Finally she saw a break in the trees that meant a clearing was ahead. She hurried to it, her feet cracking twigs and crushing leaves as she picked up her pace. As she stepped into the clearing a boy wearing a dark green camouflage jacket whirled and aimed a gun at her. She looked at his face and almost gasped, his eyes, eyes that were hidden by long, unruly bangs, were green. As green as the knight’s eyes, the knight she had imagined to keep herself from being too frightened. She stared at him, both afraid of the gun pointed at her and mesmerized by a face she seemed to know although she had never seen this boy before.
The boy looked at the girl. Her appearance was suspicious, what reason could a little girl like her possibly have to be here in such a dangerous place, subjecting herself to dangerous people like himself? He studied her closely, he rarely saw anyone his own age close up. He was always with adults. His green eyes clashed with her light blue ones and he felt something like a shock.
I know her, he thought, I’ve seen her before. But that was impossible.
Still he decided to take her back with him. He didn’t trust her, he trusted no one, he never had. But it wasn’t in him to leave her behind. Not her.
As the two children walked back to the mercenary camp it grew dark. She looked up at the stars peeking through the canopy of the trees.
“They’re so beautiful,” she said. “Did you ever wonder what it might be like to live up there among them? I think it would be safe and quiet and wonderful.”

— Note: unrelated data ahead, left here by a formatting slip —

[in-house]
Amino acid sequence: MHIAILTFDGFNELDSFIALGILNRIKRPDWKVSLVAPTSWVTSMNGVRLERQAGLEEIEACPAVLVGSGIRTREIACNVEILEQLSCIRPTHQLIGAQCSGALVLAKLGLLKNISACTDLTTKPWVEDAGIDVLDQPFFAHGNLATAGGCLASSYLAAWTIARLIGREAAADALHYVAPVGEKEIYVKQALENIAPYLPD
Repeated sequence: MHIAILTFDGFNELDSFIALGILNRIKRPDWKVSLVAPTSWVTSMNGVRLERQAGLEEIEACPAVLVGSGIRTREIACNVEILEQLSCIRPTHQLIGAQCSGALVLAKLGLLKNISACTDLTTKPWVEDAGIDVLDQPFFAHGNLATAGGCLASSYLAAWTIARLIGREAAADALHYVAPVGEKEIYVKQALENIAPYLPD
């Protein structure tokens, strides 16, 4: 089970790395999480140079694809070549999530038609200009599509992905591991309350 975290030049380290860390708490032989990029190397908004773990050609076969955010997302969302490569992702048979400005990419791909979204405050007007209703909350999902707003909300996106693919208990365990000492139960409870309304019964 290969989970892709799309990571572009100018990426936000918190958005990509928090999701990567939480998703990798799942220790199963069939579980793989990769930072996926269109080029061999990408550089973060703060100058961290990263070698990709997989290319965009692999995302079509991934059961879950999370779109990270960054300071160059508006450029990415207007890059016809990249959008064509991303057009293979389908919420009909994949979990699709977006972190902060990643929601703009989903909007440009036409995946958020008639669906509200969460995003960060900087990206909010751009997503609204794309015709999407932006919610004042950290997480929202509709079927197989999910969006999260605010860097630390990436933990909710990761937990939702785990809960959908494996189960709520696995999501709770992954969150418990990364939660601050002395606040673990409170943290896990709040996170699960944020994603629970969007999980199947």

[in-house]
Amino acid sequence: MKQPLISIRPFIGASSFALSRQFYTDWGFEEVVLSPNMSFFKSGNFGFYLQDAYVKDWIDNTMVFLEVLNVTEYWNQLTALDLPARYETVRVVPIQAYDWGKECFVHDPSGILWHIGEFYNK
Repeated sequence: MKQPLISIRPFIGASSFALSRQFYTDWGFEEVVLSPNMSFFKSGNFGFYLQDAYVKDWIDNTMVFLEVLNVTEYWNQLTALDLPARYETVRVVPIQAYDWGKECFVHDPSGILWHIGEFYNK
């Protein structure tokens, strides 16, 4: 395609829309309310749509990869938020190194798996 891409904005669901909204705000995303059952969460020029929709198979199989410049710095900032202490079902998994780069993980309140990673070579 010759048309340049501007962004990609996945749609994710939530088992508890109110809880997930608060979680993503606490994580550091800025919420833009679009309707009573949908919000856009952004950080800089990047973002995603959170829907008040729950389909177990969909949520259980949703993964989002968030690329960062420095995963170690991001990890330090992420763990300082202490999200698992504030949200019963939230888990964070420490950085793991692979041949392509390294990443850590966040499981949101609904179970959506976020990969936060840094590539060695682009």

He glanced at her in surprise, although he didn’t answer her. How strange that she would say that. How often he looked up into the night sky and wished he could get up there somehow. Like that was where he belonged.
1090 Anno Domini
The wedding ceremony went by in a blur.
Madelyn’s heart swelled with happiness as Trevin lifted her up on his horse and held her in front of him as they rode away from her father’s palace. She barely remembered to turn and wave at her brothers. She believed from the moment their eyes met that they belonged together.
As they rode he rested his cheek on her soft hair and curled one arm around her slender waist. She leaned back against him and he tightened his arm around her.
She looked up into the sky, at the stars twinkling through the bare tree branches.
“I love the stars,” she said. “So beautiful and far away.”
He smiled at her words.
“I’d take you there if I could, my lady,” Trevin answered. “We could make a world of our own there and we could be together eternally. I love you so much I fear one lifetime won’t be nearly enough to spend with you.”
Madelyn turned to look up at him. He pressed his lips to hers and their hands tangled in each other’s hair. He felt her tense a little as he probed his tongue between her slightly parted lips and slid his hand up from her waist to touch her breasts.
He stopped and said, “Don’t be afraid my lady. I would never hurt you.”
She shook her head. “I’m not afraid. It just surprised me, how good it feels when you hold me. I didn’t know I could feel that way. Is this what it is like to be married?”